Nonprofit news organizations are winning awards and covering issues mainstream media doesn’t, so why is the IRS clamping down on nonprofit media?
from yes! magazine
Right now, the Internal Revenue Service is considering whether journalism and media organizations should be eligible for nonprofit status. That may sound odd given that nonprofit journalism has been a part, albeit a small part, of American media for decades—think Mother Jones, NPR, the Christian Science Monitor, even the Associated Press. YES! Magazine itself has operated as a nonprofit since its founding 16 years ago.
Nonetheless, a whole cadre of new journalism start-ups like the San Francisco Public Press, Worcester Wired, and Monitor Oklahoma have been waiting months—some even years—for the IRS to approve their applications for nonprofit status.
How did we get here?
At the end of the last decade, it was becoming increasingly clear that the advertiser-driven commercial media model was not producing the full extent of news and information our communities need. Job cuts decimated newsrooms, companies closed foreign bureaus, and the number of journalists covering statehouses had shrunk to almost zero in many places.
Ideally American media would be as diverse as American communities in representation, perspectives, and business models.
In response to these changes, many journalists turned to a nonprofit model that would refocus newsrooms on their public mission instead of just their stock prices. Since 2008, there has been a spike in applications for 501(c)(3) nonprofit status from journalism organizations. This uptick has raised red flags at the IRS, which has put a hold on nearly all of these new journalism applications until it decides how it will rule.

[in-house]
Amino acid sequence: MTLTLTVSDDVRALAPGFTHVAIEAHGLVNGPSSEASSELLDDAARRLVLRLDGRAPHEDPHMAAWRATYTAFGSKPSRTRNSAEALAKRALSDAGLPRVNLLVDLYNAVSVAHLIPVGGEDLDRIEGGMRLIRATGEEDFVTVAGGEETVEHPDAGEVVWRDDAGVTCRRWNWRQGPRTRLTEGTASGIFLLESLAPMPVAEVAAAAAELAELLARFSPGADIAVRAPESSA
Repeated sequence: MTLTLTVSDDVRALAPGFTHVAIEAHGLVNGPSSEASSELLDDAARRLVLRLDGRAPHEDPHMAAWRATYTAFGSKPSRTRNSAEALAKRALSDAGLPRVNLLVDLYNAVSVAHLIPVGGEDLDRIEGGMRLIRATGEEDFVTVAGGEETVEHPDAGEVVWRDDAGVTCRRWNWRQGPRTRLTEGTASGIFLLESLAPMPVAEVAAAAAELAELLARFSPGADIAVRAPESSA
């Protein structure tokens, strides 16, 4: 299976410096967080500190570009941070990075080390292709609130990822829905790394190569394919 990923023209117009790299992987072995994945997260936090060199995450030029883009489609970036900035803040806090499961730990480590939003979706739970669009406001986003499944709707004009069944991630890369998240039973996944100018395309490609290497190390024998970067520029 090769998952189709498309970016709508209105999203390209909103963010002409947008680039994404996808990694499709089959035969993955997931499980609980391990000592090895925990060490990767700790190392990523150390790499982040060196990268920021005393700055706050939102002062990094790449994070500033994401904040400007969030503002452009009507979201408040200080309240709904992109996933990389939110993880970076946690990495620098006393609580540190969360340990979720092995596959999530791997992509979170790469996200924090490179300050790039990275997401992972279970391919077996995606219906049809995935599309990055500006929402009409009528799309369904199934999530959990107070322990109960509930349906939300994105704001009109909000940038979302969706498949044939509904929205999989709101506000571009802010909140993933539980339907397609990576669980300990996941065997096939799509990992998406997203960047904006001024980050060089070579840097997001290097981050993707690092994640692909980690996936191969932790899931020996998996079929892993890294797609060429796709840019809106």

We are at a critical juncture. This moment could be the start of a new era of noncommercial journalism in America, with innovative new nonprofits poised to fill the gaps in meaningful reporting that have been left by much of commercial media. Those nonprofit journalism organizations that won IRS approval before the agency’s clamp-down began, such as ProPublica, the Texas Tribune, MinnPost and Voice of San Diego, are illustrating the power of this model. They are winning awards, engaging communities, and covering issues that the mainstream media have largely abandoned.
The seeds of change are there, but this delay at the IRS is hindering the growth and sustainability of nonprofit journalism efforts. Worse, a bad ruling from the IRS could threaten the survival of even longstanding nonprofit publications and websites.
In the same way that monoculture crops are dangerous to the food system because they are all share the same weaknesses, for too long our journalism ecosystem has suffered from monocultural thinking.
If the IRS decides against allowing nonprofit status for newsrooms, it will essentially be arguing that all journalism should be done for profit.